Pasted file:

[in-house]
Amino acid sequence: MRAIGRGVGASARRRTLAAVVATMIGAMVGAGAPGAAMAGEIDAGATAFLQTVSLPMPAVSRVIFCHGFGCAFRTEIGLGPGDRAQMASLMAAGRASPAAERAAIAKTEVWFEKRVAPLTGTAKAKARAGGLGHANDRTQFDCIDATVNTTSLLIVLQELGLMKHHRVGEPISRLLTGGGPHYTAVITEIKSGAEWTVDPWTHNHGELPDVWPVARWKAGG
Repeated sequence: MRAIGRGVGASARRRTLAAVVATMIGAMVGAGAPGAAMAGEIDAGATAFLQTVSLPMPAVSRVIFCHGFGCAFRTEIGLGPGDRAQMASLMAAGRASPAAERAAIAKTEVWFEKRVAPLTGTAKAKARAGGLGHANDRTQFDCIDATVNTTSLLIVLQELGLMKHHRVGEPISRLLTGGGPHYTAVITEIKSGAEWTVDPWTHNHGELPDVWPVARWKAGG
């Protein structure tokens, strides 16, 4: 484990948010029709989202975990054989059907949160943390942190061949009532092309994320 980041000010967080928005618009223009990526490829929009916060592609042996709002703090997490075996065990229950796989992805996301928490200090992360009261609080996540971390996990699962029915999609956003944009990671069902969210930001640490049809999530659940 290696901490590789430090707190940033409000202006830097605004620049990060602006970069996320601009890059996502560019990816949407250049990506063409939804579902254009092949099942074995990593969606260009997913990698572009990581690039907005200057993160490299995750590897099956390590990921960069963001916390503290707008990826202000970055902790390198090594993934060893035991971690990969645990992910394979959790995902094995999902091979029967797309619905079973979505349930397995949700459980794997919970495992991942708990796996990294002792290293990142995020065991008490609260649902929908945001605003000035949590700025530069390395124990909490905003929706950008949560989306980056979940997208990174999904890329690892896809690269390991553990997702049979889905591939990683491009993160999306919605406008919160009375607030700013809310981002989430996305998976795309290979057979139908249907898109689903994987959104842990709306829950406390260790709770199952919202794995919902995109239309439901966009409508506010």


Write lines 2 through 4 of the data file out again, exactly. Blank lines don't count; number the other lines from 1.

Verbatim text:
Amino acid sequence: MRAIGRGVGASARRRTLAAVVATMIGAMVGAGAPGAAMAGEIDAGATAFLQTVSLPMPAVSRVIFCHGFGCAFRTEIGLGPGDRAQMASLMAAGRASPAAERAAIAKTEVWFEKRVAPLTGTAKAKARAGGLGHANDRTQFDCIDATVNTTSLLIVLQELGLMKHHRVGEPISRLLTGGGPHYTAVITEIKSGAEWTVDPWTHNHGELPDVWPVARWKAGG
Repeated sequence: MRAIGRGVGASARRRTLAAVVATMIGAMVGAGAPGAAMAGEIDAGATAFLQTVSLPMPAVSRVIFCHGFGCAFRTEIGLGPGDRAQMASLMAAGRASPAAERAAIAKTEVWFEKRVAPLTGTAKAKARAGGLGHANDRTQFDCIDATVNTTSLLIVLQELGLMKHHRVGEPISRLLTGGGPHYTAVITEIKSGAEWTVDPWTHNHGELPDVWPVARWKAGG
């Protein structure tokens, strides 16, 4: 484990948010029709989202975990054989059907949160943390942190061949009532092309994320 980041000010967080928005618009223009990526490829929009916060592609042996709002703090997490075996065990229950796989992805996301928490200090992360009261609080996540971390996990699962029915999609956003944009990671069902969210930001640490049809999530659940 290696901490590789430090707190940033409000202006830097605004620049990060602006970069996320601009890059996502560019990816949407250049990506063409939804579902254009092949099942074995990593969606260009997913990698572009990581690039907005200057993160490299995750590897099956390590990921960069963001916390503290707008990826202000970055902790390198090594993934060893035991971690990969645990992910394979959790995902094995999902091979029967797309619905079973979505349930397995949700459980794997919970495992991942708990796996990294002792290293990142995020065991008490609260649902929908945001605003000035949590700025530069390395124990909490905003929706950008949560989306980056979940997208990174999904890329690892896809690269390991553990997702049979889905591939990683491009993160999306919605406008919160009375607030700013809310981002989430996305998976795309290979057979139908249907898109689903994987959104842990709306829950406390260790709770199952919202794995919902995109239309439901966009409508506010």